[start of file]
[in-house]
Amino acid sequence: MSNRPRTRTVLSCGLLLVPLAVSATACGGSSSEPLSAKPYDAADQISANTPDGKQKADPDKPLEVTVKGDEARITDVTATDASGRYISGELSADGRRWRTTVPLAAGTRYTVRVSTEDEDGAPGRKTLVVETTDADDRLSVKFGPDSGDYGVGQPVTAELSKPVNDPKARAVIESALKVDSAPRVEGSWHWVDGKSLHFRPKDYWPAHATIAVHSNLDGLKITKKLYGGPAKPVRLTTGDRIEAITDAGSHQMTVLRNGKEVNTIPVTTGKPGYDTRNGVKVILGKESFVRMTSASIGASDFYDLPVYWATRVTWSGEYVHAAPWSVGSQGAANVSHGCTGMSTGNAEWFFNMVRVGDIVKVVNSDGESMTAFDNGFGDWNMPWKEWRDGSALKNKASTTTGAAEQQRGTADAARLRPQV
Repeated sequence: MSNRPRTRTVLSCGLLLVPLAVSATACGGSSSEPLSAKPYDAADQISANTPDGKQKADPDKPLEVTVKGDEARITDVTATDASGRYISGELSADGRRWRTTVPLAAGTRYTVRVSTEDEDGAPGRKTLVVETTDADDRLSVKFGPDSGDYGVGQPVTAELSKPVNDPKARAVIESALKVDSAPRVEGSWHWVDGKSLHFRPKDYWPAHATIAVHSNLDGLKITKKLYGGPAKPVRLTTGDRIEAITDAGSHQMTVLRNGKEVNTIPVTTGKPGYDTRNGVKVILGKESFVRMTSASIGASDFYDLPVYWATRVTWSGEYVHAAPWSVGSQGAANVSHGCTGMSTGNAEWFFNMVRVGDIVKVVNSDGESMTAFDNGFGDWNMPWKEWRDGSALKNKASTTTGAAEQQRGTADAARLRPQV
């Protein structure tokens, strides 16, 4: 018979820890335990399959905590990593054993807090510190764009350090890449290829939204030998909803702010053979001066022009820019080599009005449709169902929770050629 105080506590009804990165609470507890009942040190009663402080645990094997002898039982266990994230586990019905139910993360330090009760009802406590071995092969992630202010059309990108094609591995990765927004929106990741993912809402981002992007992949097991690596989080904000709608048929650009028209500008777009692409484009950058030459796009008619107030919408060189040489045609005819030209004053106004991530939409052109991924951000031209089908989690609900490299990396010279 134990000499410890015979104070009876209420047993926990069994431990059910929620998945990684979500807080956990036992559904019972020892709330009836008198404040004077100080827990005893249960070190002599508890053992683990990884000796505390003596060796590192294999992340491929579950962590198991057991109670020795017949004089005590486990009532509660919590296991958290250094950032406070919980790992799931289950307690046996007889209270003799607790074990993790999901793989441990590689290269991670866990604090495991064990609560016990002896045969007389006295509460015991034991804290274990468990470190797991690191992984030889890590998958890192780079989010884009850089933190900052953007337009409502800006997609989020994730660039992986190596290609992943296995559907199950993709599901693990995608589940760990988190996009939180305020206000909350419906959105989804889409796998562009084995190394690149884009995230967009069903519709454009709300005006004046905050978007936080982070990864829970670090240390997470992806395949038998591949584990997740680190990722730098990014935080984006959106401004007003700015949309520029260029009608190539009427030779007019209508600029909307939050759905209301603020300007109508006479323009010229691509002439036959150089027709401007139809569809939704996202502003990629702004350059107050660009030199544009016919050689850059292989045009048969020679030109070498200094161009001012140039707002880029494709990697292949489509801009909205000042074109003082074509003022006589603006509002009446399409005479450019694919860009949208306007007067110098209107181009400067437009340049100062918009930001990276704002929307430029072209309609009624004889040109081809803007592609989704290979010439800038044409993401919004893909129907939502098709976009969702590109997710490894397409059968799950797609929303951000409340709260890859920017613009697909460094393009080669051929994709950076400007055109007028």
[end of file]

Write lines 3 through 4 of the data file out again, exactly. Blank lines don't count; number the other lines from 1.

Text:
Repeated sequence: MSNRPRTRTVLSCGLLLVPLAVSATACGGSSSEPLSAKPYDAADQISANTPDGKQKADPDKPLEVTVKGDEARITDVTATDASGRYISGELSADGRRWRTTVPLAAGTRYTVRVSTEDEDGAPGRKTLVVETTDADDRLSVKFGPDSGDYGVGQPVTAELSKPVNDPKARAVIESALKVDSAPRVEGSWHWVDGKSLHFRPKDYWPAHATIAVHSNLDGLKITKKLYGGPAKPVRLTTGDRIEAITDAGSHQMTVLRNGKEVNTIPVTTGKPGYDTRNGVKVILGKESFVRMTSASIGASDFYDLPVYWATRVTWSGEYVHAAPWSVGSQGAANVSHGCTGMSTGNAEWFFNMVRVGDIVKVVNSDGESMTAFDNGFGDWNMPWKEWRDGSALKNKASTTTGAAEQQRGTADAARLRPQV
């Protein structure tokens, strides 16, 4: 018979820890335990399959905590990593054993807090510190764009350090890449290829939204030998909803702010053979001066022009820019080599009005449709169902929770050629 105080506590009804990165609470507890009942040190009663402080645990094997002898039982266990994230586990019905139910993360330090009760009802406590071995092969992630202010059309990108094609591995990765927004929106990741993912809402981002992007992949097991690596989080904000709608048929650009028209500008777009692409484009950058030459796009008619107030919408060189040489045609005819030209004053106004991530939409052109991924951000031209089908989690609900490299990396010279 134990000499410890015979104070009876209420047993926990069994431990059910929620998945990684979500807080956990036992559904019972020892709330009836008198404040004077100080827990005893249960070190002599508890053992683990990884000796505390003596060796590192294999992340491929579950962590198991057991109670020795017949004089005590486990009532509660919590296991958290250094950032406070919980790992799931289950307690046996007889209270003799607790074990993790999901793989441990590689290269991670866990604090495991064990609560016990002896045969007389006295509460015991034991804290274990468990470190797991690191992984030889890590998958890192780079989010884009850089933190900052953007337009409502800006997609989020994730660039992986190596290609992943296995559907199950993709599901693990995608589940760990988190996009939180305020206000909350419906959105989804889409796998562009084995190394690149884009995230967009069903519709454009709300005006004046905050978007936080982070990864829970670090240390997470992806395949038998591949584990997740680190990722730098990014935080984006959106401004007003700015949309520029260029009608190539009427030779007019209508600029909307939050759905209301603020300007109508006479323009010229691509002439036959150089027709401007139809569809939704996202502003990629702004350059107050660009030199544009016919050689850059292989045009048969020679030109070498200094161009001012140039707002880029494709990697292949489509801009909205000042074109003082074509003022006589603006509002009446399409005479450019694919860009949208306007007067110098209107181009400067437009340049100062918009930001990276704002929307430029072209309609009624004889040109081809803007592609989704290979010439800038044409993401919004893909129907939502098709976009969702590109997710490894397409059968799950797609929303951000409340709260890859920017613009697909460094393009080669051929994709950076400007055109007028």